The one must be that unknown monk of Tuscany who translated these stories (or compiled them, as the case may be) in such a sparkling and vivacious Tuscan idiom, an idiom as simple, direct, and limpid as may be imagined, but with an unfailing instinct for the enduring elements in a still future Italian language, and an idiom, withal, that retains the full vigor and picturesqueness of a peasant intelligence, wise in its worldly wisdom but unspoiled by any involutions of culture.
The second must be that same Ugolino of Montegiorgio, who somehow managed to condense into the pages of the old Floretum such a distillation of the pure spirit of early Franciscanism as to strike a tone and establish a mood which no later re-workings of his text could vitiate. In the sphere of fact, we may say that through Ugolino, who borrowed from Jacopo dalla Massa, an “eye-witness”, and from legends going back to Brother Leo, these stories arrive at the very days of Saint Francis, without, for that matter, attaining any very great amount of historical plausibility. But it is a case where the truth of art transcends the truth of fact, and creates a verity more real than science or scholarship could by themselves attain. To possess the Fioretti is to re-live the early period of Franciscanism much as it was lived by the friends and disciples of the Saint.
But, in this connection, one must raise a warning against reading the Little Flowers with that long face of piety which is so easily put on in the presence of any literature that has a sacred look. Such sentimentalism, which blinds so many devout Christians to the art of the Bible for instance, is a variance with the shrewd simplicity of this folk masterpiece of Central Italy. What we have here, let us insist on the point, is humor; and one who cannot – I will not say laugh – one who cannot smile, will have read the Little Flowers in vain. I am not so sure that this smile did not, on occasion, play about the lips of Brother Ugolino himself. The world of humility, self-denial and “love” is one thing; and the world of self-assertion and competition is another thing; and they are things so antithetical to each other, in their perfection, that the wisdom of the one is the lunacy of the other, and vice versa.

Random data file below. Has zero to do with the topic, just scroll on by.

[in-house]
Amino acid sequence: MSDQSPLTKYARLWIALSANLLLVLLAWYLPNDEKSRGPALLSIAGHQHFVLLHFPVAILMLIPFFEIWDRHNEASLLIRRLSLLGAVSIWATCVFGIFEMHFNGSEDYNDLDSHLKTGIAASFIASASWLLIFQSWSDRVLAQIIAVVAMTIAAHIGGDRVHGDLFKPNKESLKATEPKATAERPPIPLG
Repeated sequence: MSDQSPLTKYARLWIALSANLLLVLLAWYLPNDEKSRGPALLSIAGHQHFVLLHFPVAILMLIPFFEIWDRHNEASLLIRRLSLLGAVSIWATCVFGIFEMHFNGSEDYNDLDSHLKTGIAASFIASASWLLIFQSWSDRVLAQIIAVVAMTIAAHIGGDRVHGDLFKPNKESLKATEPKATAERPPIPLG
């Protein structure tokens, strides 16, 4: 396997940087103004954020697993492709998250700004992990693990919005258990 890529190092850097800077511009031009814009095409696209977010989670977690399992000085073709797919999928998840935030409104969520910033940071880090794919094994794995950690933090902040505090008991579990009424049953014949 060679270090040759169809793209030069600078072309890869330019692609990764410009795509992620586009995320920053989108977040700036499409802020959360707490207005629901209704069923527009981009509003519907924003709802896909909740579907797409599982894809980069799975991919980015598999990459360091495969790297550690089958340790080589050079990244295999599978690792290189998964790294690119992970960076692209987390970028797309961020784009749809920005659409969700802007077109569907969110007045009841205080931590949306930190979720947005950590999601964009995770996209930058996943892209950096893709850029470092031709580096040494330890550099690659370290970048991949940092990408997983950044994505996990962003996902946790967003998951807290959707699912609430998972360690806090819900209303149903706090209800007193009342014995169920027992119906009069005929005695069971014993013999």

One need not and perhaps should not further analyse the motivation of the smile, which is the smile the sophisticated must always have for the I. The I is always humor because it tends to simplify the majestic and the complex, making it mechanical, but at the same time more approachable and more lovable. The smile cannot be a laugh. A tear lingers just behind it.
The artless art of Ugolino (if it be his) was pure art in the sense that it presents concepts as image, each image replete with conceptual suggestiveness. Saint Francis nibbling at his “second loaf”, in order not to sin by presumption in etaphor the Lord’s fast of forty days; the Pope’s curiosity to see Saint Clare make the Cross appear in the crust of her buns; the two dialogues of the friars with their translated brethren; the Saint’s long wrestling with the Devil; Satan’s revenge by causing a landslide with the swish of his tail; the astonishment of the “ladies and the cavaliers” at the holy spectacle of the first “Chapter”; Brother Bernard’s founding of the Order at Bologna – the Fioretti are all scenes that could be painted (and were painted, as legend asserts, by Giotto). As the pictures multiply, the mood deepens in beauty and richness – and we must not forget to smile, meantime; for the perfection of humility and Christian love which the friars exemplify is attained by the most humble and direct of mechanical means. One can well understand the ancient quarrel in the Order. These untutored converts of Saint Francis were playing with a magic art, which evoked the Devil when it was black, and constrained the appearance of the Divinity when of brighter hue (XLIX).